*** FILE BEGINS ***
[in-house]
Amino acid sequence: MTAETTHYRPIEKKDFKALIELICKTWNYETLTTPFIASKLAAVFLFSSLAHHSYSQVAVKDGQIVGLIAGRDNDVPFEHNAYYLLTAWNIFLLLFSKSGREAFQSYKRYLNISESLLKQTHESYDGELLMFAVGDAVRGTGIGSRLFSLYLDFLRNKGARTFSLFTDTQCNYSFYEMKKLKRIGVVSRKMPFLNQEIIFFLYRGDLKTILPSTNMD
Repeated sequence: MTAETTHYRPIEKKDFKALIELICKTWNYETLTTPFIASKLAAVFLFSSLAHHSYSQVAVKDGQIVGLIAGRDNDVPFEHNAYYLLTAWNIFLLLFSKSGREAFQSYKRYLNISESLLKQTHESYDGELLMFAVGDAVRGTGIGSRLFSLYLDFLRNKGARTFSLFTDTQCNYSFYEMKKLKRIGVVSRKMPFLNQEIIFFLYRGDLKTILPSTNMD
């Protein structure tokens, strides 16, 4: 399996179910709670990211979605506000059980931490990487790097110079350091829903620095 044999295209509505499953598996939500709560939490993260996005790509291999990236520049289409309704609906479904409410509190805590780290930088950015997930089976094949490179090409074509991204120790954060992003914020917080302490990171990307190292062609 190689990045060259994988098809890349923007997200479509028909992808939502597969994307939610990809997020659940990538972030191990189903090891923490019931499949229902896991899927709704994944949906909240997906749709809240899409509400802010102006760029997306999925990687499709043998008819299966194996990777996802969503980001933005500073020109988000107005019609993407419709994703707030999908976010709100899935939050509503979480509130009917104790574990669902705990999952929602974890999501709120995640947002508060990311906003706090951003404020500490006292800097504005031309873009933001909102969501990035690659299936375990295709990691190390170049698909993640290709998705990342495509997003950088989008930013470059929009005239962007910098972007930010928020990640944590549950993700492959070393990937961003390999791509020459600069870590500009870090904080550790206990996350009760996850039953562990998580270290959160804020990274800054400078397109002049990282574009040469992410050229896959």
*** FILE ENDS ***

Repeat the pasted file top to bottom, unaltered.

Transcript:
[in-house]
Amino acid sequence: MTAETTHYRPIEKKDFKALIELICKTWNYETLTTPFIASKLAAVFLFSSLAHHSYSQVAVKDGQIVGLIAGRDNDVPFEHNAYYLLTAWNIFLLLFSKSGREAFQSYKRYLNISESLLKQTHESYDGELLMFAVGDAVRGTGIGSRLFSLYLDFLRNKGARTFSLFTDTQCNYSFYEMKKLKRIGVVSRKMPFLNQEIIFFLYRGDLKTILPSTNMD
Repeated sequence: MTAETTHYRPIEKKDFKALIELICKTWNYETLTTPFIASKLAAVFLFSSLAHHSYSQVAVKDGQIVGLIAGRDNDVPFEHNAYYLLTAWNIFLLLFSKSGREAFQSYKRYLNISESLLKQTHESYDGELLMFAVGDAVRGTGIGSRLFSLYLDFLRNKGARTFSLFTDTQCNYSFYEMKKLKRIGVVSRKMPFLNQEIIFFLYRGDLKTILPSTNMD
């Protein structure tokens, strides 16, 4: 399996179910709670990211979605506000059980931490990487790097110079350091829903620095 044999295209509505499953598996939500709560939490993260996005790509291999990236520049289409309704609906479904409410509190805590780290930088950015997930089976094949490179090409074509991204120790954060992003914020917080302490990171990307190292062609 190689990045060259994988098809890349923007997200479509028909992808939502597969994307939610990809997020659940990538972030191990189903090891923490019931499949229902896991899927709704994944949906909240997906749709809240899409509400802010102006760029997306999925990687499709043998008819299966194996990777996802969503980001933005500073020109988000107005019609993407419709994703707030999908976010709100899935939050509503979480509130009917104790574990669902705990999952929602974890999501709120995640947002508060990311906003706090951003404020500490006292800097504005031309873009933001909102969501990035690659299936375990295709990691190390170049698909993640290709998705990342495509997003950088989008930013470059929009005239962007910098972007930010928020990640944590549950993700492959070393990937961003390999791509020459600069870590500009870090904080550790206990996350009760996850039953562990998580270290959160804020990274800054400078397109002049990282574009040469992410050229896959």